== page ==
Charles B. Gillson to Milton Tibbetts

Gillson and Gillson Attorneys, Chicago

June 2, 1913

Milton Tibbetts, Esq.,

Patent Counsel,

Packard Motor Car Co.,

Detroit, Michigan

Dear Sir:

I thought that you might be interested to have some information which I have recently obtained regarding the Oldfield Bill. The general impression at Washington, particularly among the Patent Office Examiners, appears to be that this bill will become a law, in substantially its present form, during the regular session of congress, which begins in December. Five of the seven members of the senate committee on patents are understood to be in favor of the bill.

However, the fate of the bill seems to actually depend upon what occurs in the house. That is to say, if it passes the house it will also be passed in the senate, whereas, if the house rejects it or does not act upon it the senate will take no action whatever. Mr. Oldfield has already presented the bill to the new house.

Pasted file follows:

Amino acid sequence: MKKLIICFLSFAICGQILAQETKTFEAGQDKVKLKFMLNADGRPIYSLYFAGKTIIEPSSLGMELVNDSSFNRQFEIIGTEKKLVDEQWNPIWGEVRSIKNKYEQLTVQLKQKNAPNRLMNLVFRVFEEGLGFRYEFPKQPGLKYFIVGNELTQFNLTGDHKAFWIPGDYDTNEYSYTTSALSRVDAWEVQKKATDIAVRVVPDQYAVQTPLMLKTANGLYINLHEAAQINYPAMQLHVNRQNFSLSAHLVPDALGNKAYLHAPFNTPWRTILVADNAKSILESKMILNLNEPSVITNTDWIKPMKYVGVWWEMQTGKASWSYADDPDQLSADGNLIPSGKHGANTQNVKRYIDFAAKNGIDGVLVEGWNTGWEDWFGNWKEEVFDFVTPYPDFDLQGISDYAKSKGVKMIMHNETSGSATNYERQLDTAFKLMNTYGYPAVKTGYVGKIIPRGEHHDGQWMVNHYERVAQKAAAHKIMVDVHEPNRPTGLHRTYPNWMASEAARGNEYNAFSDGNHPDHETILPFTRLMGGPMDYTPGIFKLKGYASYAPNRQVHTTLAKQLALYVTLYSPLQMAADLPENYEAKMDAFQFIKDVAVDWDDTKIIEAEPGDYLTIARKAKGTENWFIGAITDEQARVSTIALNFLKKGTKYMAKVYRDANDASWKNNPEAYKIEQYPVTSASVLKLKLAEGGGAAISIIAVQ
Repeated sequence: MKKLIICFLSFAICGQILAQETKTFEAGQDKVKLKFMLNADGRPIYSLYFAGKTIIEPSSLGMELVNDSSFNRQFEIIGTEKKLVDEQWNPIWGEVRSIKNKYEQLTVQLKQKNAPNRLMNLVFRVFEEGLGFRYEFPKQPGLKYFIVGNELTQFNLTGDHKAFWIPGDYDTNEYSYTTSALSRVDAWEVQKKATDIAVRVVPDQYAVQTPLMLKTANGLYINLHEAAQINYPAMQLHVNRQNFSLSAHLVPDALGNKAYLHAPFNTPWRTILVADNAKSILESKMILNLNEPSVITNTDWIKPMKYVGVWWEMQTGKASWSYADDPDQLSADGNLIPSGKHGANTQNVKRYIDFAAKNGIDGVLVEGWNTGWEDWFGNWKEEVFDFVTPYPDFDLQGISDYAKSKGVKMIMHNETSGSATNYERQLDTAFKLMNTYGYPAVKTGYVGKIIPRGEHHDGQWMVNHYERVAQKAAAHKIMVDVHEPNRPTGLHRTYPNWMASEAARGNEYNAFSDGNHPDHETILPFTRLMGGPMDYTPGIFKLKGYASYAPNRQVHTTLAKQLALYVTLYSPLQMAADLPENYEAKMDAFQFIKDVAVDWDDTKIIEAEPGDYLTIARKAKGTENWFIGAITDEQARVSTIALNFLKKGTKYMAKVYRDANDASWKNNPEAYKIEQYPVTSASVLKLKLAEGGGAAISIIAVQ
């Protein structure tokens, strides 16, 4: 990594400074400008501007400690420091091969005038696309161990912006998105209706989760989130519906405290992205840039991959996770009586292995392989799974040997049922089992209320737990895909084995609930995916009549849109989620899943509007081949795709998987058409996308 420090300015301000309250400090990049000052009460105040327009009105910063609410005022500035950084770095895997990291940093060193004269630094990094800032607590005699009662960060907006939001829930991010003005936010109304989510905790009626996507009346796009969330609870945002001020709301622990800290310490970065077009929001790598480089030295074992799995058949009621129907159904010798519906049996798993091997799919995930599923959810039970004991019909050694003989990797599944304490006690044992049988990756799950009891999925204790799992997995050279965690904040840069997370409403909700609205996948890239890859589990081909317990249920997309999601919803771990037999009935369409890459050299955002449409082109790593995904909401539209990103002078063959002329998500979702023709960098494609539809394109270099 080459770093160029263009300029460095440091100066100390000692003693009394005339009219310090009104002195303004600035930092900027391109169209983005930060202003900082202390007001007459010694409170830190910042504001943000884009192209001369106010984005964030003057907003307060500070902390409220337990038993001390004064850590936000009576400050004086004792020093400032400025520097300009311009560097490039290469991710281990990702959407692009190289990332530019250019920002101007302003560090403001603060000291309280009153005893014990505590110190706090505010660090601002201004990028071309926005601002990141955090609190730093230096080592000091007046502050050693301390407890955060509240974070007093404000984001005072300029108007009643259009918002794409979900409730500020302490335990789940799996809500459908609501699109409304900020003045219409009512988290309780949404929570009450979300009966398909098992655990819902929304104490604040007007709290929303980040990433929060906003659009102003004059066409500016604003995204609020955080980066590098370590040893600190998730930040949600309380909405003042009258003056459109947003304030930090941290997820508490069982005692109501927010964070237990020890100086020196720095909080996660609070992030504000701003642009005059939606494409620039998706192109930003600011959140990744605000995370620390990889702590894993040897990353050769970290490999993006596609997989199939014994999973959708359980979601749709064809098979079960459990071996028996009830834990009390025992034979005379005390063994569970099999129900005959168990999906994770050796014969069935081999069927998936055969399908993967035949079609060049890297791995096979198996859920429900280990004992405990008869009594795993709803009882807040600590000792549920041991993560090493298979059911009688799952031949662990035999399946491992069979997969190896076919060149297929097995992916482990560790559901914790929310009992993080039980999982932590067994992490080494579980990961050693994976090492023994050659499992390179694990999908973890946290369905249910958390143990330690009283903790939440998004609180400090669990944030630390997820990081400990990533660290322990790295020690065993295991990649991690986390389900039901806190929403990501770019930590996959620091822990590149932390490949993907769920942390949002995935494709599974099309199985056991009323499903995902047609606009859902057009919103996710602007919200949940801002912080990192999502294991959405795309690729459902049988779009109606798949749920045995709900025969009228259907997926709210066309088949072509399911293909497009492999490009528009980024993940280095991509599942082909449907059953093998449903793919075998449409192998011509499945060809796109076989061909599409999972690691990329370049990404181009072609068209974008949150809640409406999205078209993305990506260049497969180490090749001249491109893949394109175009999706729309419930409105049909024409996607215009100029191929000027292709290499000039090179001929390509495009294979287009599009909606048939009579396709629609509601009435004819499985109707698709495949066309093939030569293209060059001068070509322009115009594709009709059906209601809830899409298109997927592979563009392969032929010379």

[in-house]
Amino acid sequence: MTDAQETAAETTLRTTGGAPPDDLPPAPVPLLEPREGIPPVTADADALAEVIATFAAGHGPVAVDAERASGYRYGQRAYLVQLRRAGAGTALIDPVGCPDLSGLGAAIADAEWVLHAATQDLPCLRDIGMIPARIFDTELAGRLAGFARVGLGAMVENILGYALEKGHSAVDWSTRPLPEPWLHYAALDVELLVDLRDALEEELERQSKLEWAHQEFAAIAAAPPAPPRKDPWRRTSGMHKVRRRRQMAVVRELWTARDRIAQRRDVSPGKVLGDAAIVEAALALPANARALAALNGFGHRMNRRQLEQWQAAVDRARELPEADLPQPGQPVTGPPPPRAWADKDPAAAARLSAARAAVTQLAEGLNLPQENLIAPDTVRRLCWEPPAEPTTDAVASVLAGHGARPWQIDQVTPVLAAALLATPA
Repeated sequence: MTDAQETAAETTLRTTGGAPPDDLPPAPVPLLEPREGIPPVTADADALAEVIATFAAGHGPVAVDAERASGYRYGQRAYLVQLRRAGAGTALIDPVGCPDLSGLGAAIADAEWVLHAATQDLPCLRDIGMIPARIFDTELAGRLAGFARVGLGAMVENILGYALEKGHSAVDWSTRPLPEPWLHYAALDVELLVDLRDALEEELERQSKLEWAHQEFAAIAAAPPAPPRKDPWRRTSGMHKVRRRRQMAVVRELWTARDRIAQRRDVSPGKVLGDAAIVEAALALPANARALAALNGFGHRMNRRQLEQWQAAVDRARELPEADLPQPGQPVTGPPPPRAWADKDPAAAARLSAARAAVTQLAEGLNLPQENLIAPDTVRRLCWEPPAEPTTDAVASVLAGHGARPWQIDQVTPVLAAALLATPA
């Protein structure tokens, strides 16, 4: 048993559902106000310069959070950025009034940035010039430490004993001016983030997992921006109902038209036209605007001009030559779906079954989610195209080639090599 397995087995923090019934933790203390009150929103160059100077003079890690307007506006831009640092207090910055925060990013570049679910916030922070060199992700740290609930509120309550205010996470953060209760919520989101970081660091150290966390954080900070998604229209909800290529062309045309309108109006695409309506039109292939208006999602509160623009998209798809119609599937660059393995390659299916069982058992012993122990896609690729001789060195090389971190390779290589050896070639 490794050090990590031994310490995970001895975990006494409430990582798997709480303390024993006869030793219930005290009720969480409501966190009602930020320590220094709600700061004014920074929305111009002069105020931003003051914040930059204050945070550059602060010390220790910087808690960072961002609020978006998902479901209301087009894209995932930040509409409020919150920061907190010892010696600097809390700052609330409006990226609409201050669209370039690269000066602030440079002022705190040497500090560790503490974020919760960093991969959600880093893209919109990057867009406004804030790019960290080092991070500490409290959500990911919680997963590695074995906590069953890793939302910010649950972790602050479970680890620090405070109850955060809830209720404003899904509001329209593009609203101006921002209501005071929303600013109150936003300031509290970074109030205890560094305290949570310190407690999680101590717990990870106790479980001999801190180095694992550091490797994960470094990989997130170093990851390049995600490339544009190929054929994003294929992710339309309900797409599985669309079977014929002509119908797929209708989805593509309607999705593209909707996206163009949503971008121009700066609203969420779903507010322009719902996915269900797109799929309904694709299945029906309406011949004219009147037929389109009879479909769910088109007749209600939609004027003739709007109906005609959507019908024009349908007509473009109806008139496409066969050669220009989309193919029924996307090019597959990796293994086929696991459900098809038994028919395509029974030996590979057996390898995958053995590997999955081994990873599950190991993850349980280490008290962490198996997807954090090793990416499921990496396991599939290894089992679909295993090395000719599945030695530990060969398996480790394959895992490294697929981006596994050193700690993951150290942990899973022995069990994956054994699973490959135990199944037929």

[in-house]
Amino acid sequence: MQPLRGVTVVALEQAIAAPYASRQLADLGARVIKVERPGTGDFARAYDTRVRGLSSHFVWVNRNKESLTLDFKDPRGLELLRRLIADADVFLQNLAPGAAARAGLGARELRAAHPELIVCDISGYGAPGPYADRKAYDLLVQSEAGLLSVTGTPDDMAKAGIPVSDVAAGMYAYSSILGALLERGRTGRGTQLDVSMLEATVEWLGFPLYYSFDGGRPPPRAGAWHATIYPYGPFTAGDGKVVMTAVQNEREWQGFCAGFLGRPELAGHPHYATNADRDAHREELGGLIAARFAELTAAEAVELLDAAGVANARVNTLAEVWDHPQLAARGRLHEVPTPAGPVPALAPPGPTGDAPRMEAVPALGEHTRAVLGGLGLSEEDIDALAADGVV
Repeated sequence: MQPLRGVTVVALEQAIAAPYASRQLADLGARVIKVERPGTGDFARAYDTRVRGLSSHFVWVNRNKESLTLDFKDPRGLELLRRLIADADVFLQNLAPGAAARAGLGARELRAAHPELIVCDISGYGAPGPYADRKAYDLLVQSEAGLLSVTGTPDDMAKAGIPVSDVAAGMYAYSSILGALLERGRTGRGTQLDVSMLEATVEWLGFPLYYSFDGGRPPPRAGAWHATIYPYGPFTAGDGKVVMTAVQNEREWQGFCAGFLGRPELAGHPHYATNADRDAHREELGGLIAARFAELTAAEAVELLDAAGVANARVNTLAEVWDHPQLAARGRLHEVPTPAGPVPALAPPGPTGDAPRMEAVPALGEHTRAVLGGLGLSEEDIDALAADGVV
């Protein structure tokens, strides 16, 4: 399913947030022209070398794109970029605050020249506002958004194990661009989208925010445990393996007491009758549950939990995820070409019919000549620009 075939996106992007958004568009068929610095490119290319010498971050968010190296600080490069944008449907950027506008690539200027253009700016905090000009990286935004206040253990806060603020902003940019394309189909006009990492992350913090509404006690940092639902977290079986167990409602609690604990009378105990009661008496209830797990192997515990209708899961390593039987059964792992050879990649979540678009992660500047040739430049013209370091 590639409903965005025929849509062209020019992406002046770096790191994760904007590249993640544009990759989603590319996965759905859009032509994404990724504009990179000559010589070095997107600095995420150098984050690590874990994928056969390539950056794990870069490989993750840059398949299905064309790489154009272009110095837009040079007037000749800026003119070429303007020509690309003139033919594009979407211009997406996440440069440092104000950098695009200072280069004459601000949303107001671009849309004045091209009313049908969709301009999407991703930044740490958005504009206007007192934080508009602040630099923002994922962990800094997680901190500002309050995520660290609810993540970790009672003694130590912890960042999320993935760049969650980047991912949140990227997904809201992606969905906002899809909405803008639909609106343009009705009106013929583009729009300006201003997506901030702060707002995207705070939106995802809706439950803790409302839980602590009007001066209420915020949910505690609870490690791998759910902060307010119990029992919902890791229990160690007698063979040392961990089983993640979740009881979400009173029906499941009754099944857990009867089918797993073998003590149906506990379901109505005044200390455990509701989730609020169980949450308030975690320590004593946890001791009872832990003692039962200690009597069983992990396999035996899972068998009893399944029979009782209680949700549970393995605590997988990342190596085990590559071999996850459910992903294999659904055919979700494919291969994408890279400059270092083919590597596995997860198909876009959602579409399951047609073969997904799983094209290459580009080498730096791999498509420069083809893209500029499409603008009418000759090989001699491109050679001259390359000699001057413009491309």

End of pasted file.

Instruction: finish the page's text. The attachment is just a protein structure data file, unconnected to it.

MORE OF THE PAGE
The house committee on patents has not yet been organized Mr. Oldfield expects to be reappointed chairman of the committee when it is organized. If he receives the appointment it is expected that he will vigorously push the measure with a strong chance of its being adopted. The only other candidate for the position is Congressman Morrison of Indiana. Mr. Morrison is opposed to the Oldfield Bill. Should he be selected as chairman of the house committee or patents, he will push legislation looking to an appropriation for a new Patent Office building and modern equipment and the Oldfield Bill will be shelved.

As you doubtless know, the committee appointments in the house are now made by the ways and means committee. I do not know what the practice of this committee is in making selections for the other committees. It would seem very desirable that Mr. Morrison should be selected as chairman of the committee on patents instead of Mr. Oldfield. If you have any idea that members of the committee on ways and means will consult the wishes of their constituents in making slections for the other committees, I will be glad to know it. I can supply you with a list of the names of the congressmen who constitute the committee on ways and means, also the members of the senate committee on patents.

Yours truly,

Charles B. Gillson.

CBG/R

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